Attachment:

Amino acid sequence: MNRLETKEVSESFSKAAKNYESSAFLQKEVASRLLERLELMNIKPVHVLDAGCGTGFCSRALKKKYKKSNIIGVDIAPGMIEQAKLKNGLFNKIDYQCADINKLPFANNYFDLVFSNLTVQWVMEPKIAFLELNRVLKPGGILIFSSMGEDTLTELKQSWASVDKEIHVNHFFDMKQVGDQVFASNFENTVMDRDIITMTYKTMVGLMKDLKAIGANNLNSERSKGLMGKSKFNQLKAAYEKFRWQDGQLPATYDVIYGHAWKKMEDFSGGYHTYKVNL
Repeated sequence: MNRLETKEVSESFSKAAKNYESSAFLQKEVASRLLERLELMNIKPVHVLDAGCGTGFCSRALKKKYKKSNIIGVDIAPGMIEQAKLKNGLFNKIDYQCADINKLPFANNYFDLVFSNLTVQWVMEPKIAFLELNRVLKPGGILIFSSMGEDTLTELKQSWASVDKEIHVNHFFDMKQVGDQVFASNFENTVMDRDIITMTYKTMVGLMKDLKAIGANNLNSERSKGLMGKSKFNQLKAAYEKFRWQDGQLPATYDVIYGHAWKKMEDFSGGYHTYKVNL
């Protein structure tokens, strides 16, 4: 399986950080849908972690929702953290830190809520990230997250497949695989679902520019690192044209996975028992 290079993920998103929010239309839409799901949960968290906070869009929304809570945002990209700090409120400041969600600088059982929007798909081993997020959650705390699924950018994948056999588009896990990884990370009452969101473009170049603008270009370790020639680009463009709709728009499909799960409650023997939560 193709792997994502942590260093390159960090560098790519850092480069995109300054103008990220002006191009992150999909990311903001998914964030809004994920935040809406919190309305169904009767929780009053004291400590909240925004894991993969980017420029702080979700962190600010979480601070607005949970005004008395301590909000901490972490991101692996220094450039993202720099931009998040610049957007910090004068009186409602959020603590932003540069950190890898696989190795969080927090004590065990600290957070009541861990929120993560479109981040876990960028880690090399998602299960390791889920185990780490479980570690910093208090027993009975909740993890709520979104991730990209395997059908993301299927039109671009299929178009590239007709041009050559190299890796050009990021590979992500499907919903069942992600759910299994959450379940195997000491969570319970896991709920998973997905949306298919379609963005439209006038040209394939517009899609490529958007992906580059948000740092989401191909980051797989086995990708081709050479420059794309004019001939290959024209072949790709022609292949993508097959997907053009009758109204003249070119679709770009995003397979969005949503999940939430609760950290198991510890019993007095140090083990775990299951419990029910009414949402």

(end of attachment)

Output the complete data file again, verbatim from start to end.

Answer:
Amino acid sequence: MNRLETKEVSESFSKAAKNYESSAFLQKEVASRLLERLELMNIKPVHVLDAGCGTGFCSRALKKKYKKSNIIGVDIAPGMIEQAKLKNGLFNKIDYQCADINKLPFANNYFDLVFSNLTVQWVMEPKIAFLELNRVLKPGGILIFSSMGEDTLTELKQSWASVDKEIHVNHFFDMKQVGDQVFASNFENTVMDRDIITMTYKTMVGLMKDLKAIGANNLNSERSKGLMGKSKFNQLKAAYEKFRWQDGQLPATYDVIYGHAWKKMEDFSGGYHTYKVNL
Repeated sequence: MNRLETKEVSESFSKAAKNYESSAFLQKEVASRLLERLELMNIKPVHVLDAGCGTGFCSRALKKKYKKSNIIGVDIAPGMIEQAKLKNGLFNKIDYQCADINKLPFANNYFDLVFSNLTVQWVMEPKIAFLELNRVLKPGGILIFSSMGEDTLTELKQSWASVDKEIHVNHFFDMKQVGDQVFASNFENTVMDRDIITMTYKTMVGLMKDLKAIGANNLNSERSKGLMGKSKFNQLKAAYEKFRWQDGQLPATYDVIYGHAWKKMEDFSGGYHTYKVNL
């Protein structure tokens, strides 16, 4: 399986950080849908972690929702953290830190809520990230997250497949695989679902520019690192044209996975028992 290079993920998103929010239309839409799901949960968290906070869009929304809570945002990209700090409120400041969600600088059982929007798909081993997020959650705390699924950018994948056999588009896990990884990370009452969101473009170049603008270009370790020639680009463009709709728009499909799960409650023997939560 193709792997994502942590260093390159960090560098790519850092480069995109300054103008990220002006191009992150999909990311903001998914964030809004994920935040809406919190309305169904009767929780009053004291400590909240925004894991993969980017420029702080979700962190600010979480601070607005949970005004008395301590909000901490972490991101692996220094450039993202720099931009998040610049957007910090004068009186409602959020603590932003540069950190890898696989190795969080927090004590065990600290957070009541861990929120993560479109981040876990960028880690090399998602299960390791889920185990780490479980570690910093208090027993009975909740993890709520979104991730990209395997059908993301299927039109671009299929178009590239007709041009050559190299890796050009990021590979992500499907919903069942992600759910299994959450379940195997000491969570319970896991709920998973997905949306298919379609963005439209006038040209394939517009899609490529958007992906580059948000740092989401191909980051797989086995990708081709050479420059794309004019001939290959024209072949790709022609292949993508097959997907053009009758109204003249070119679709770009995003397979969005949503999940939430609760950290198991510890019993007095140090083990775990299951419990029910009414949402």